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Plural. FIRST Person. If I did love. FIRST PERSON. If we did love. Second Person. If thou didst love. Second Person. If ye or you did lovo. THIRD Person. If he did love. THIRD PERson. If they did love.
92. When a question is asked, the auxiliary verb precedes the nominative case; thus, “ Do I love ? Did John write ? May he go? Hade you learned the lesson ? "
93. The auxiliaries of the compound tenses are frequently used alone, to prevent the repetition of the verb; as, “He regards his word, but thou dost not (that is, dost not regard it).
ADVERBS. 94. Adverbs may be divided into the following classes :Of number ; as, Once, twice, thrice, &c. Of order; as, First, secondly, thirdly, fourthly, fifthly, lastly, finally, &e. Of place; as, Here, there, where, elsewhere, any where, somewhere,
nowhere, herein, whither, hither, thither, upward, downward, for
ward, backward, whence, hence, thence, whithersoever, &c. Of time present; as, Now, to-day,' &c. Of time pust; as, Already, before, lately, yesterday, heretofore, hither
to, long since, long ago, &c. Of time to come ; as, To-morrow, not yet, hereafter, henceforth, hence
forward, by and by, instantly, presently, immediately, straightOf time indefinite; as, Oft, often, ofttimes, oftentimes, sometimes,
soon, seldom, daily, weekly, monthly, yearly, always, when, then,
ever, never, again, &c. Of quantity; as, Much, little, sufficiently, how much, how great,
enough, abundantly, &c. Of manner or quality ; as, Wisely, foolishly, justly, unjustly, quickly,
slowly, &c. Of doubt; as, Perhaps, peradventure, possibly, perchance, &c. Of affirmation ; as, Verily, truly, undoubtedly, doubtless, certainly,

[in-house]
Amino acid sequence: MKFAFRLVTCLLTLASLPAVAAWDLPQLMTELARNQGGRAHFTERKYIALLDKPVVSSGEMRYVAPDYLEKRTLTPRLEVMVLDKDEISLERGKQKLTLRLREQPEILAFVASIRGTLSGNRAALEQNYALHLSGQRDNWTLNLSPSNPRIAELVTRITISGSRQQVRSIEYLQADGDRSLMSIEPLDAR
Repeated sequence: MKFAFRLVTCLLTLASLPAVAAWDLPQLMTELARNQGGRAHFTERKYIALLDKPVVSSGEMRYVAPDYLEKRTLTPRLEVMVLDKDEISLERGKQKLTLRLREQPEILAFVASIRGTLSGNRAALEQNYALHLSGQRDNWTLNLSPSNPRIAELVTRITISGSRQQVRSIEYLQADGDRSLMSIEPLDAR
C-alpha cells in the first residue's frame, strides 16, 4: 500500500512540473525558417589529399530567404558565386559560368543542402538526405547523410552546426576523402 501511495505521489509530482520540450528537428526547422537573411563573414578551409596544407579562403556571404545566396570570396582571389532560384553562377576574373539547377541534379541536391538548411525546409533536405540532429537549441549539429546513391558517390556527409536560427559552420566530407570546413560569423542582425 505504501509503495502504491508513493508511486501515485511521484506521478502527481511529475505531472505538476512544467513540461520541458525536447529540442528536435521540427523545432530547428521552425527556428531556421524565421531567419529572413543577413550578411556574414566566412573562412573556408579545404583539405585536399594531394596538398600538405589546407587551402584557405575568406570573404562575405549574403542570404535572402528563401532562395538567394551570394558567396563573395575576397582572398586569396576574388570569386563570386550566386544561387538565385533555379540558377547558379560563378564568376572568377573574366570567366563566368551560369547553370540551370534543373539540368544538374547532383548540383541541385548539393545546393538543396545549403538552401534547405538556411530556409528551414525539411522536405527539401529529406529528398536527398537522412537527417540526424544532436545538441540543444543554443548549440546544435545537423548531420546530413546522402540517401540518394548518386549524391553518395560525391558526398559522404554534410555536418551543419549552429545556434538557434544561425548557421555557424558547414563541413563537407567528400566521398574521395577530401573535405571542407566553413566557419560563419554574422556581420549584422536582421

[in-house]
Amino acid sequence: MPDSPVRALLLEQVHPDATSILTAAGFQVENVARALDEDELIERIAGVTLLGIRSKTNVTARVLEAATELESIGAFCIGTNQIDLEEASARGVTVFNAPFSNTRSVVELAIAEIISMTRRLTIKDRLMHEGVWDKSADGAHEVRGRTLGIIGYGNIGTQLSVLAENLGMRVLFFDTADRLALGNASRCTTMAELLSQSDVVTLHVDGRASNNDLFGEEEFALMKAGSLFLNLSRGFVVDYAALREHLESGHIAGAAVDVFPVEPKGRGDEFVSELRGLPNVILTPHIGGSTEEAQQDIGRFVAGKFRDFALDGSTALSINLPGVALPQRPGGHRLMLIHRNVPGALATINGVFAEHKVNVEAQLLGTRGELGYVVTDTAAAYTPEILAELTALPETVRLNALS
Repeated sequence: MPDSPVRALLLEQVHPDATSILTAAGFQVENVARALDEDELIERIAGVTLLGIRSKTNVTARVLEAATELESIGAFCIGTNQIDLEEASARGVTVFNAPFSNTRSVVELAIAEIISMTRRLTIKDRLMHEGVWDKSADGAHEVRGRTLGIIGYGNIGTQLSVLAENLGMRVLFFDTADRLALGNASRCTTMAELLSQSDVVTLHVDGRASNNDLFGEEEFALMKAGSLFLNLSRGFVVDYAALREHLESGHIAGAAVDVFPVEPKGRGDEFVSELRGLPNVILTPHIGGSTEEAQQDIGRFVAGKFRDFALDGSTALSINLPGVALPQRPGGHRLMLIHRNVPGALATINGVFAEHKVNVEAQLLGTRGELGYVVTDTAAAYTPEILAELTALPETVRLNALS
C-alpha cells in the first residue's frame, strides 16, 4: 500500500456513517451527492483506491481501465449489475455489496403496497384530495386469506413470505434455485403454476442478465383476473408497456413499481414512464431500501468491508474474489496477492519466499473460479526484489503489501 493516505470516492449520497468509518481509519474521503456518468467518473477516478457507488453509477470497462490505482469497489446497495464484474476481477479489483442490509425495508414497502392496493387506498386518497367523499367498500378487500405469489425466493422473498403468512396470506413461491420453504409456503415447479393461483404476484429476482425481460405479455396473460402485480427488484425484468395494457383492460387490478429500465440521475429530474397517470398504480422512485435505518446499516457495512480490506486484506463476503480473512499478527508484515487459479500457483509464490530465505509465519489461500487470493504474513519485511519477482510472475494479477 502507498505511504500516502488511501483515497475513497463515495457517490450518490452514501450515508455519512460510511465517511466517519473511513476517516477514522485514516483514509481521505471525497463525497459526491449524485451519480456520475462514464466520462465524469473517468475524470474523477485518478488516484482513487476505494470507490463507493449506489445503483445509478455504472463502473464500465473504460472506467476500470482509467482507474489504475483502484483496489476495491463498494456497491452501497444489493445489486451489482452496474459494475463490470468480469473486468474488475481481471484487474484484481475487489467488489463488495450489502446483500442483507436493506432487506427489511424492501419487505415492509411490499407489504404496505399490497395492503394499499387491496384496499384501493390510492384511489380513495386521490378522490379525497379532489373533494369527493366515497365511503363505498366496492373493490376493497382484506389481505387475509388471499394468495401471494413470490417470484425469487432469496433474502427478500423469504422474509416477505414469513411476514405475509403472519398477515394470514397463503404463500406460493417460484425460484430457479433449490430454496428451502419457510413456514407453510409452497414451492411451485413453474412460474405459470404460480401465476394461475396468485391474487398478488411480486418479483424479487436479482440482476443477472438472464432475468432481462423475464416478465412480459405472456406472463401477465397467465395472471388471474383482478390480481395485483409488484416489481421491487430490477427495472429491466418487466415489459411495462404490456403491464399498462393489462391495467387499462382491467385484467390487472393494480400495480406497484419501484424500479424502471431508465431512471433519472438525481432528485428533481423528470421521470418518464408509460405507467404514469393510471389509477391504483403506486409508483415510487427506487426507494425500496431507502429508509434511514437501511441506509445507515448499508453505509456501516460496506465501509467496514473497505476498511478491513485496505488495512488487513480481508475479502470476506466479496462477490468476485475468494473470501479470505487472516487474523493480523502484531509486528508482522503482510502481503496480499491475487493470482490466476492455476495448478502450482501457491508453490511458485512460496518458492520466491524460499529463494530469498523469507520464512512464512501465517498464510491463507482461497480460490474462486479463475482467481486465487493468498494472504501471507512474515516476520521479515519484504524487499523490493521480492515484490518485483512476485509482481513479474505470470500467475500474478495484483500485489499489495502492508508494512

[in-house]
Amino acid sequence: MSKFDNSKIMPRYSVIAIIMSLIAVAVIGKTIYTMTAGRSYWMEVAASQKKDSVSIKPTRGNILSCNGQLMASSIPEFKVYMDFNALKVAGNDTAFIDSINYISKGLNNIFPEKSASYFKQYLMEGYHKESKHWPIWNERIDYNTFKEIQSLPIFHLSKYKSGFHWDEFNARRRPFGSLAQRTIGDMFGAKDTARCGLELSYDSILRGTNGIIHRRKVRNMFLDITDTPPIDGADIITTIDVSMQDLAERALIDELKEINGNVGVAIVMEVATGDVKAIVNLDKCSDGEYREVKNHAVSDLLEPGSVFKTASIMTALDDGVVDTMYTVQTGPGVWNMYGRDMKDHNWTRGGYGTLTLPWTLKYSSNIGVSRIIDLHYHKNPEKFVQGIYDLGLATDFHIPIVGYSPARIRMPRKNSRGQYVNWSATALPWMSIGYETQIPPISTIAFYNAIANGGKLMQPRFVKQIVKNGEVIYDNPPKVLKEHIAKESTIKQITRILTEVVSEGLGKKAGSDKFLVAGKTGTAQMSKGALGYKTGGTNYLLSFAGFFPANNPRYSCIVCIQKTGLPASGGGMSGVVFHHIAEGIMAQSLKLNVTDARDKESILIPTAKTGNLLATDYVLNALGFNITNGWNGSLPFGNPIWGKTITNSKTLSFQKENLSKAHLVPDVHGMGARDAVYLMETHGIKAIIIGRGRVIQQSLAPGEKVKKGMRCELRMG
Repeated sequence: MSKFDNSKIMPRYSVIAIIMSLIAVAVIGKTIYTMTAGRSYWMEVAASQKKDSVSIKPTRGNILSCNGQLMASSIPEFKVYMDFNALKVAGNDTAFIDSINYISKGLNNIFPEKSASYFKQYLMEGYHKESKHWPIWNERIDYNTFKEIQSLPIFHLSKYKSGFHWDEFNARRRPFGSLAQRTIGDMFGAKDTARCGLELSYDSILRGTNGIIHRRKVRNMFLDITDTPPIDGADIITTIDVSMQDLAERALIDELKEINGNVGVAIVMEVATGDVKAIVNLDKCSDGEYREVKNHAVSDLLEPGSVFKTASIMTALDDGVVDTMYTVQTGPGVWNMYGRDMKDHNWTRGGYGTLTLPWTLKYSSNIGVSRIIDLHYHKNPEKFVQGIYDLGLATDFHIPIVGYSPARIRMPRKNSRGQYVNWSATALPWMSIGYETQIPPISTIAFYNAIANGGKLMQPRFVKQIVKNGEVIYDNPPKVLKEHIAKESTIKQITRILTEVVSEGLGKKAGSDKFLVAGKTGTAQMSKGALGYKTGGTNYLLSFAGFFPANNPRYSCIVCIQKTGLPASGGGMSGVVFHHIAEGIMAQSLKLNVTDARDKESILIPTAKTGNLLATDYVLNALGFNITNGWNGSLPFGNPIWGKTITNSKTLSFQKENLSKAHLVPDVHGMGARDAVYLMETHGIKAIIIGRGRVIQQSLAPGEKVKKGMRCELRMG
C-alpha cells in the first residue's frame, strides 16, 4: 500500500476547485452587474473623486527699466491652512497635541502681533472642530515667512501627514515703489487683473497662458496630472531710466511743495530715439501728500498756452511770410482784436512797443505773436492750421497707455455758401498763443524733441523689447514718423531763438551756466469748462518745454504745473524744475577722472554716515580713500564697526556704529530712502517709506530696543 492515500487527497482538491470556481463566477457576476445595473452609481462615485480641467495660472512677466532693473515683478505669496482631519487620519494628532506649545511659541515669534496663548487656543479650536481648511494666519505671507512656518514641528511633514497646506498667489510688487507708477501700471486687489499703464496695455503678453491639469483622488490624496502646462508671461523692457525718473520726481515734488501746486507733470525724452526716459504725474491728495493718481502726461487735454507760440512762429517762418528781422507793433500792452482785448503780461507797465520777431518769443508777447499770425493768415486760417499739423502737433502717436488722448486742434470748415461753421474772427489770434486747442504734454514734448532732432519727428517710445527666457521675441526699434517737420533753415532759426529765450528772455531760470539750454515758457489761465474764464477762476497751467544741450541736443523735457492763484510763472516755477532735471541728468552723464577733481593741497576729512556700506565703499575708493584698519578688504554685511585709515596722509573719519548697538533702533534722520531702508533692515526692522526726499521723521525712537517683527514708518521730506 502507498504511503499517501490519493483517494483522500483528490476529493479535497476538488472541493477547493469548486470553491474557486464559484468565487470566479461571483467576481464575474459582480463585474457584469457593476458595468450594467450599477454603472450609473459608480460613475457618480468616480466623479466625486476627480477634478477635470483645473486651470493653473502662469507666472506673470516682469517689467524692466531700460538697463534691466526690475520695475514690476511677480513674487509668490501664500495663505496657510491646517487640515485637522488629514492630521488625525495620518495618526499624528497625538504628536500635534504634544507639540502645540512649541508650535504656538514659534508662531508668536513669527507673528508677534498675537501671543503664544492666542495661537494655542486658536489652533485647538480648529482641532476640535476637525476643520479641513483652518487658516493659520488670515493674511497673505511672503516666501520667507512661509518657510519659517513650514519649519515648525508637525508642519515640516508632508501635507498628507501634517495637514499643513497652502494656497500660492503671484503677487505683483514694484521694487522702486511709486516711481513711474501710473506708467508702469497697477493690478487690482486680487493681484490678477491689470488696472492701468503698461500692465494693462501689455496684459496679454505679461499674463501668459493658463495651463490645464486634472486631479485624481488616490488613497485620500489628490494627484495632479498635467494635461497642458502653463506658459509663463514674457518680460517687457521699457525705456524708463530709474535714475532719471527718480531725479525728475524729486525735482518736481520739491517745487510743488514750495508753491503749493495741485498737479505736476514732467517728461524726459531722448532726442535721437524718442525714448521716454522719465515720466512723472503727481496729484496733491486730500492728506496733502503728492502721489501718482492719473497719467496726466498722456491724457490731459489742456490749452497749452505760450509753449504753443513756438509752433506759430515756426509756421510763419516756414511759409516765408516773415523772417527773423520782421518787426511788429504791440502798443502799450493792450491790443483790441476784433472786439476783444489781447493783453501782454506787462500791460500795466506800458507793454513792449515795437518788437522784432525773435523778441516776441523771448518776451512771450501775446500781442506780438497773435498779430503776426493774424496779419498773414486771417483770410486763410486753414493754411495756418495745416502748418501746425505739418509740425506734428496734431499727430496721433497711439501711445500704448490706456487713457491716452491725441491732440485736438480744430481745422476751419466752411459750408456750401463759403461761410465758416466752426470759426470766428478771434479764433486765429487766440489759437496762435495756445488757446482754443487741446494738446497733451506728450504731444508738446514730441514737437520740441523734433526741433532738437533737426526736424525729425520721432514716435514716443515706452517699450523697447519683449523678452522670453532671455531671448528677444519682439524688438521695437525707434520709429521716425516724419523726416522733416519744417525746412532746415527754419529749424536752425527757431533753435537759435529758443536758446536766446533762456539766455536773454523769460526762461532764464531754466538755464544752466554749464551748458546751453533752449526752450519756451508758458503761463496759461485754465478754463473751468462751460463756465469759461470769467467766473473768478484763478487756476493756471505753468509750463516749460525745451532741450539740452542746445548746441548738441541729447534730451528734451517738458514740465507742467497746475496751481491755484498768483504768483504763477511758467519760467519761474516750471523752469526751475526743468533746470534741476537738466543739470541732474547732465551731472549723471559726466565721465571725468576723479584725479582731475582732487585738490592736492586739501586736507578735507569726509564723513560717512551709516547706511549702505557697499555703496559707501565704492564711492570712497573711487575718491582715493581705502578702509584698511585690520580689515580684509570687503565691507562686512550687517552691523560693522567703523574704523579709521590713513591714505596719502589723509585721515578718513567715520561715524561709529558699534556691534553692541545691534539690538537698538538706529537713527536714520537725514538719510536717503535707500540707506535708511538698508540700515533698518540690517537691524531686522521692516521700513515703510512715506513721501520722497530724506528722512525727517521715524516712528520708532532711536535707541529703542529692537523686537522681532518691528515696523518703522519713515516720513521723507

yea, yes, surely, indeed, really, &c. Of negation; as, Nay, no, not, by no means, not at all, in no wise, &c. Of interrogation; as, How, why, wherefore, whither, &c. Of comparison; as, More, most, better, best, worse, worst, less, least,
very, almost, little, alike, &c. There are many adverbs, however, not included in the above list.
END OF PART I.
R. G. PARKER, A. M.
PROGRESSIVE EXERCISES IN ENGLISH COMPOSITION,"
CHARLES FOX, A. M.
PRINCIPAL OF THE BOYLSTON GRAMMAR SCHOOL.
" Breve est iter per exempla."
47 Washington Street,
Entered according to Act of Congress, in the year 1835,
BY CROCKER & BREWSTER,
From the Records of the School Committee.
City of Boston, December 16, 1834. VOTED, That Messrs. Parker and Fox's Progressive Exercises in English Grammar be introduced into all the Public Grammar Schools of this city, after the present date.
STEREOTYPED AT THE
In the former part of this Grammar, the principles of Analysis, or English Parsing, were unfolded, and the pupil was led, by progressive steps, to a knowledge of the parts of speech, with their various relations and dependencies. This volume contains the application of these principles in the Synthesis or Construction of English sentences. It is to be premised, that, in the arrangement of these principles, the authors have considered the usage of the best writers as their only standard of grammatical accuracy. For this reason, it will be seen in this work, that many expressions are condemned, which are sometimes used by popular writers, and are of frequent occurrence in colloquial intercourse. The propriety of this must be evident to all who consider that language aims at a higher object than the bare expression of animal wants. It has been asserted by a celebrated writer, that most of the disputes which have agitated the world, have arisen from a reciprocal misunderstanding of terms. How important, then, is a logical precision in the construction of sentences ! In the decisions which the authors have made in relation to grammatical propriety, they have not ventured to